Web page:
By now, we’re all pretty well versed with the horrible issues surrounding the diamond trade. With films like Blood Diamond bringing the issue to the mainstream media, it’s become more common to speak out against diamonds. Many women I know have decided that, when they get engaged, they either want a vintage ring or a ring with another stone or no stone at all so as not to create more demand for an industry that is corrupt and brutal, especially towards women.
However, there are many more things that we enjoy as members of first-world countries that also contribute to slave labor, child labor, rape, imprisonment, and many more awful injustices around the world.
First up, your iPhone. According to “The Scary Truth About Your iPhone” on Mother Jones:
The 3.5-inch LCD screen is reportedly made in Taiwan and China by Wintek, which faces allegations of low wages, forced overtime, and ripping off migrant workers…
The iPhone includes a tantalum capacitor. After a United Nations report linked its manufacturer, Kemet, to the illegal mineral trade in eastern Congo, the company vaguely announced it “supports avoiding” tantalum from the region…
A 16GB iPhone 3GS contains 12 gold-plated parts. Producing 1 ounce of gold creates 80 tons of waste. Layers of middlemen make it difficult to trace the source of the gold (or any other metal) in an iPhone, making it easy for minerals from conflict zones to slip into the supply chain.
And much more. The graphic on that article is excellent, so check it out. Your iPhone also comes from Apple, who has recently been under fire for horrible working conditions in its factories in China.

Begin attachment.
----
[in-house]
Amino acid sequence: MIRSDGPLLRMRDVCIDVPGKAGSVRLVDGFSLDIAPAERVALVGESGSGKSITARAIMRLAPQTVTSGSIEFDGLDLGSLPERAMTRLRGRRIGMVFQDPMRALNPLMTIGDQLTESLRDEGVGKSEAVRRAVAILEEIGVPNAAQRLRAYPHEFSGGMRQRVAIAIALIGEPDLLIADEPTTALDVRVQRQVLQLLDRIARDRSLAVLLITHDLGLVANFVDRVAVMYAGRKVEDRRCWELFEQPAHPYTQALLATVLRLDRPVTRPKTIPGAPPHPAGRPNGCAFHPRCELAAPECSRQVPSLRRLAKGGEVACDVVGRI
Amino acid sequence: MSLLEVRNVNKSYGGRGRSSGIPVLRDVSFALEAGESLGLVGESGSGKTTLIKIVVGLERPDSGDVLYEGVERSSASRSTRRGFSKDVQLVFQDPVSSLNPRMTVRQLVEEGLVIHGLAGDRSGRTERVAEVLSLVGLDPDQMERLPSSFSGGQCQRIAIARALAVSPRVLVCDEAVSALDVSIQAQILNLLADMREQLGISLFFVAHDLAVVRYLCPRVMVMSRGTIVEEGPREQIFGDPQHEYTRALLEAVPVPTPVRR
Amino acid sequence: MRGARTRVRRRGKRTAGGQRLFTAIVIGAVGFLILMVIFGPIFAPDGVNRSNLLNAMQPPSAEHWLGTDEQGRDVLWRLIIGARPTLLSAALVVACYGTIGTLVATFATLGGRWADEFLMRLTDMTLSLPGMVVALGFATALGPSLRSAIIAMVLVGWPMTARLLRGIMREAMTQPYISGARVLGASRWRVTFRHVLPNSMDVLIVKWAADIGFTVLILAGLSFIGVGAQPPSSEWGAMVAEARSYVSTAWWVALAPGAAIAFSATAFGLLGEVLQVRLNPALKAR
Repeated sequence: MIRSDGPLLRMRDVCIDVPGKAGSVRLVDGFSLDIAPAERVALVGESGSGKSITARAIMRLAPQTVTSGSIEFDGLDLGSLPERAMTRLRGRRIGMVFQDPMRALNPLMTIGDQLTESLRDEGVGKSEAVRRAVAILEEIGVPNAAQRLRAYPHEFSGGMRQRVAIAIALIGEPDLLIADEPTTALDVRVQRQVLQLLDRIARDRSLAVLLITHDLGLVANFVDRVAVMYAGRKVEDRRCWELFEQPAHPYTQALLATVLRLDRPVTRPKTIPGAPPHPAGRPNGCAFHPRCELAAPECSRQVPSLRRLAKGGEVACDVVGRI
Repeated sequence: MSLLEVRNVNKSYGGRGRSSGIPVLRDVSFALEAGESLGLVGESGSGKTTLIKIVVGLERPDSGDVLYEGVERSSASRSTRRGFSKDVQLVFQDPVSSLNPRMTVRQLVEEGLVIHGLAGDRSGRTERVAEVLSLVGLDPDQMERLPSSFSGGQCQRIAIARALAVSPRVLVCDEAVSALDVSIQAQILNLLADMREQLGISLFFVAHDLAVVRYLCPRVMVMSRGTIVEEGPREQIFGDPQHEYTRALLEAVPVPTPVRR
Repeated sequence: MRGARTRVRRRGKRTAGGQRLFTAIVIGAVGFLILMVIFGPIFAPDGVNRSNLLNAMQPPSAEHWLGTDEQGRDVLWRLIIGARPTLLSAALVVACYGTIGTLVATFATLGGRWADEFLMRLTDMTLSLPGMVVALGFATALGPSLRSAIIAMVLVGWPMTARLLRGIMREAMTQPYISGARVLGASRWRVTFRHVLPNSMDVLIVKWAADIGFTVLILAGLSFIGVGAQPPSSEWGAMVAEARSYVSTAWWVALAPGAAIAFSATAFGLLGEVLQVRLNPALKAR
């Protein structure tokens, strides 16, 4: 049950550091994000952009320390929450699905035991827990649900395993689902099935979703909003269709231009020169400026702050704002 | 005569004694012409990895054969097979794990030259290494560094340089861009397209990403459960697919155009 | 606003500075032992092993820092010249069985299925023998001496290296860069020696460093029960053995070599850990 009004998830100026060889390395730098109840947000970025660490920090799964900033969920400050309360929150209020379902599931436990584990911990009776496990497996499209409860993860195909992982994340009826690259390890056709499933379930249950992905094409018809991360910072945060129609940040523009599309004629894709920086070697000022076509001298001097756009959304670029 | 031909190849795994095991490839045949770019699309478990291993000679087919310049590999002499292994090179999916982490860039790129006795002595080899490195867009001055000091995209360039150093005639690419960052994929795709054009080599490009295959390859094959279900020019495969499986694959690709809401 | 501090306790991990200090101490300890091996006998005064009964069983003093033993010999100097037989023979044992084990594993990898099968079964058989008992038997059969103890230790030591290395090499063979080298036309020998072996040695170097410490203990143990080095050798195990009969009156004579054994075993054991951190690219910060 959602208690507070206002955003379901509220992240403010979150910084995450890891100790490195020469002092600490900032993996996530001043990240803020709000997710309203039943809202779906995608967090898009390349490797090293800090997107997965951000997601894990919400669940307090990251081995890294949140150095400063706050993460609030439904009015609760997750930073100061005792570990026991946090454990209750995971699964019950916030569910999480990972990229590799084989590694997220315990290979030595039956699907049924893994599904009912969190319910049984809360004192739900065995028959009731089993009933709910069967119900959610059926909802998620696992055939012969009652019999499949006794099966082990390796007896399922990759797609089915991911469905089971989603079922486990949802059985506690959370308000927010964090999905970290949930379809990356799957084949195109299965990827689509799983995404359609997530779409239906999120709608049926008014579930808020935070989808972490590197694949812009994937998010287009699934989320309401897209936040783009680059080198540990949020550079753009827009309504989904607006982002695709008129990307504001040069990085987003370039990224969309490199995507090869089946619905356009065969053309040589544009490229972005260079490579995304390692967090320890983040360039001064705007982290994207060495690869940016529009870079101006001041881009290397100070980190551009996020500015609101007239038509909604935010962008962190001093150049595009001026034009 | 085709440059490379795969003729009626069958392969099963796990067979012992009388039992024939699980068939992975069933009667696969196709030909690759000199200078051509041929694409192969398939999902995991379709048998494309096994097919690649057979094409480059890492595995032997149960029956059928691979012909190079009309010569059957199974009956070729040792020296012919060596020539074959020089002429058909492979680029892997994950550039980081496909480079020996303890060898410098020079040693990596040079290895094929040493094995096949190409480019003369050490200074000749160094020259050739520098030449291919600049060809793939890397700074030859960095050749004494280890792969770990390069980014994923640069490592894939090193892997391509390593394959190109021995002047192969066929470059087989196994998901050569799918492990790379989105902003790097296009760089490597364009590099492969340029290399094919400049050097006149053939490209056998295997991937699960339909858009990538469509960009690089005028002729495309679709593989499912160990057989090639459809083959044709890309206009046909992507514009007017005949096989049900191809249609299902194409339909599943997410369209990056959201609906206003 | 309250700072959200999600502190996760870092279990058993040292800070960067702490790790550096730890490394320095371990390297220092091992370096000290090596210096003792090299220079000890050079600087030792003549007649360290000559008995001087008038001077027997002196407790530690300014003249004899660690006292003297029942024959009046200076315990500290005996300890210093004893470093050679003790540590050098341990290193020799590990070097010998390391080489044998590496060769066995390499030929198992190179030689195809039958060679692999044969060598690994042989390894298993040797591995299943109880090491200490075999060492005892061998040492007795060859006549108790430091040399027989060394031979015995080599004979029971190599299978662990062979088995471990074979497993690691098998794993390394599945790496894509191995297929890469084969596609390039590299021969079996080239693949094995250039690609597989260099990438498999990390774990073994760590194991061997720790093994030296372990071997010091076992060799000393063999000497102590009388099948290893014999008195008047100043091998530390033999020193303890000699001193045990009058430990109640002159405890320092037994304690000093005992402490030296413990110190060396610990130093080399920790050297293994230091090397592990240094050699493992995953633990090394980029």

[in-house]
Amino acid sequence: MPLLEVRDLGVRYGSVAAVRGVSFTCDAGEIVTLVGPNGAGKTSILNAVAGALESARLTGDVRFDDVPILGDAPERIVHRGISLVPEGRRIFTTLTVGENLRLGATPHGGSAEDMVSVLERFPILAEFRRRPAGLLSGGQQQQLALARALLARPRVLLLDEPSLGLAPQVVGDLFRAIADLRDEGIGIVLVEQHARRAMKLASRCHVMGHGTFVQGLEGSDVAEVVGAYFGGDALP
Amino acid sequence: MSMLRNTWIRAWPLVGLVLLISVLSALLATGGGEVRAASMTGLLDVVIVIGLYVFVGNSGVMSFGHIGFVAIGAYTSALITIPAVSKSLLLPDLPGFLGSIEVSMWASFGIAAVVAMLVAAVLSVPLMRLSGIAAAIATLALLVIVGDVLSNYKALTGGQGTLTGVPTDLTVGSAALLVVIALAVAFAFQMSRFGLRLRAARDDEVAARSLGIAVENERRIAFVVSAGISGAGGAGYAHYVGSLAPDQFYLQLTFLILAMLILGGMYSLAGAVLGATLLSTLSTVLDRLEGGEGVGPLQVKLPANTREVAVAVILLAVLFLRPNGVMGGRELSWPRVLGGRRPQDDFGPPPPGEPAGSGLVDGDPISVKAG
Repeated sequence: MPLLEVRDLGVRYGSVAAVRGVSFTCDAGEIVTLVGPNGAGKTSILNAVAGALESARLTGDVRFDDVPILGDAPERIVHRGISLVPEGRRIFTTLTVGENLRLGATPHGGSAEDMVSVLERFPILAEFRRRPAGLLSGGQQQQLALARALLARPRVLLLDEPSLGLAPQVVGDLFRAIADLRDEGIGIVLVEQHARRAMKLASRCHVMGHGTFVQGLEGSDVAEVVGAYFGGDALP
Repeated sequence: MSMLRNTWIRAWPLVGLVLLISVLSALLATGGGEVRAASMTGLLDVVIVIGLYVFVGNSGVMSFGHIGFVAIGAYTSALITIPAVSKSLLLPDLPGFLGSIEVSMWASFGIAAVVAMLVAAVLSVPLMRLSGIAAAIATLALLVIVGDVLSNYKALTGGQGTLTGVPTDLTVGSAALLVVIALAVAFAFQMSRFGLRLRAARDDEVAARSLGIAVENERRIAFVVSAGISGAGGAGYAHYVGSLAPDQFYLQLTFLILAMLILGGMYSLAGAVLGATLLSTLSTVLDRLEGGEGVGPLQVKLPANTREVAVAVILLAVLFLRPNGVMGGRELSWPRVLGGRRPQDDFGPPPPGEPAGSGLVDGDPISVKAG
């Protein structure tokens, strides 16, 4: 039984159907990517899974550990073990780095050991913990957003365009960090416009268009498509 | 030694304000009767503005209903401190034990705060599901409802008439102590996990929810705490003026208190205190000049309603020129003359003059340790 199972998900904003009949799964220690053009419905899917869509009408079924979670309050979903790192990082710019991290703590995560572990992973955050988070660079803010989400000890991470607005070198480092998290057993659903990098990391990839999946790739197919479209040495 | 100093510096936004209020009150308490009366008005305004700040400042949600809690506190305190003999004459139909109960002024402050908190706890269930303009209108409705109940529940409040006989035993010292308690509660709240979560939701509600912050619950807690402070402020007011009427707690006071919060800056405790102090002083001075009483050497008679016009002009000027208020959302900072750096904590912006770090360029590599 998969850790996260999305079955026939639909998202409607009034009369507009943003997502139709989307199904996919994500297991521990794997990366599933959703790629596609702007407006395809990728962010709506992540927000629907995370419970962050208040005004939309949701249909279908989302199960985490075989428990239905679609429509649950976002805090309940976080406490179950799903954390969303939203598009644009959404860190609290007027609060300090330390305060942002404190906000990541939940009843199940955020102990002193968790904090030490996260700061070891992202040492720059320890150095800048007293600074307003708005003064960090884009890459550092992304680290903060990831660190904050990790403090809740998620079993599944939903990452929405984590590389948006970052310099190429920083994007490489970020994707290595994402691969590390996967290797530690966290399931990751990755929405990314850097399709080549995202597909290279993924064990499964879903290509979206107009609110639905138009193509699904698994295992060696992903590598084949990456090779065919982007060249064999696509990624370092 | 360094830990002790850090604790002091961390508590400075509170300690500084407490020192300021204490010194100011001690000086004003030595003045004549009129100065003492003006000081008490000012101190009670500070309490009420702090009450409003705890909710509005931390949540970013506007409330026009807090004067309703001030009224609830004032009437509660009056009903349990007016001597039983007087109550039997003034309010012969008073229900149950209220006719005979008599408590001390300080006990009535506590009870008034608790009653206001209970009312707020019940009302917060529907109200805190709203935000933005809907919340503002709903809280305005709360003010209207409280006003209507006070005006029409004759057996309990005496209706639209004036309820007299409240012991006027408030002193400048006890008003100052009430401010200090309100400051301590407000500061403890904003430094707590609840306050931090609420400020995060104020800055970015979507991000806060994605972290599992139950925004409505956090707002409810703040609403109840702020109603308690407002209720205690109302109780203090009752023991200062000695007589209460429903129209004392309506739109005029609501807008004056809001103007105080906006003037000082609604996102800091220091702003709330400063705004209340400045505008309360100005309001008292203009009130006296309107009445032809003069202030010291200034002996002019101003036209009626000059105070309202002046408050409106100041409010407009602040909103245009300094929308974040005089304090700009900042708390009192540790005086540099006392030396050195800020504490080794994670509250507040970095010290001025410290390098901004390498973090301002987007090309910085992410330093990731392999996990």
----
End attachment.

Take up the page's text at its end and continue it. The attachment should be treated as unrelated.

Next, according to CNN.com’s article “The Human Cost of Chocolate,” in the Ivory Coast, more than 200,000 child workers are working in the fields – many against their will – to produce the chocolate we love to consume around the world. And that’s just in the Ivory Coast; there are other areas that produce cocoa, as well, and those don’t fare much better. This is even despite the Harkin-Engel Protocol that was signed on September 19, 2001 and denounced these practices:
More than 10 years ago, two U.S. lawmakers took action to put a stop to child labor in the cocoa industry. Despite pushback from the industry, the Harkin-Engel Protocol, also known as the Cocoa Protocol, was signed into law on September 19, 2001.
In an upcoming documentary, “Chocolate’s Child Slaves,” CNN’s David McKenzie travels into the heart of the Ivory Coast – the world’s largest cocoa producer – to investigate what’s happening to children working in the fields, 10 years after the protocol was signed.
The CNN Freedom Project examined in September 2011 what effect this protocol has had over the years and also what some of the major issues are surrounding slave labor and the cocoa industry.
So if you’re thinking about getting a diamond ring and chocolates from your sweetie this Valentine’s Day, or if you’re thinking about giving him or her an iPhone to show how much you care, you might want to think twice.
Looking for something you can do to help? Sign this petition at Change.org to urge Apple to improve working conditions in its factories in China.
Image courtesy of J. Paxon Reyes on flickr.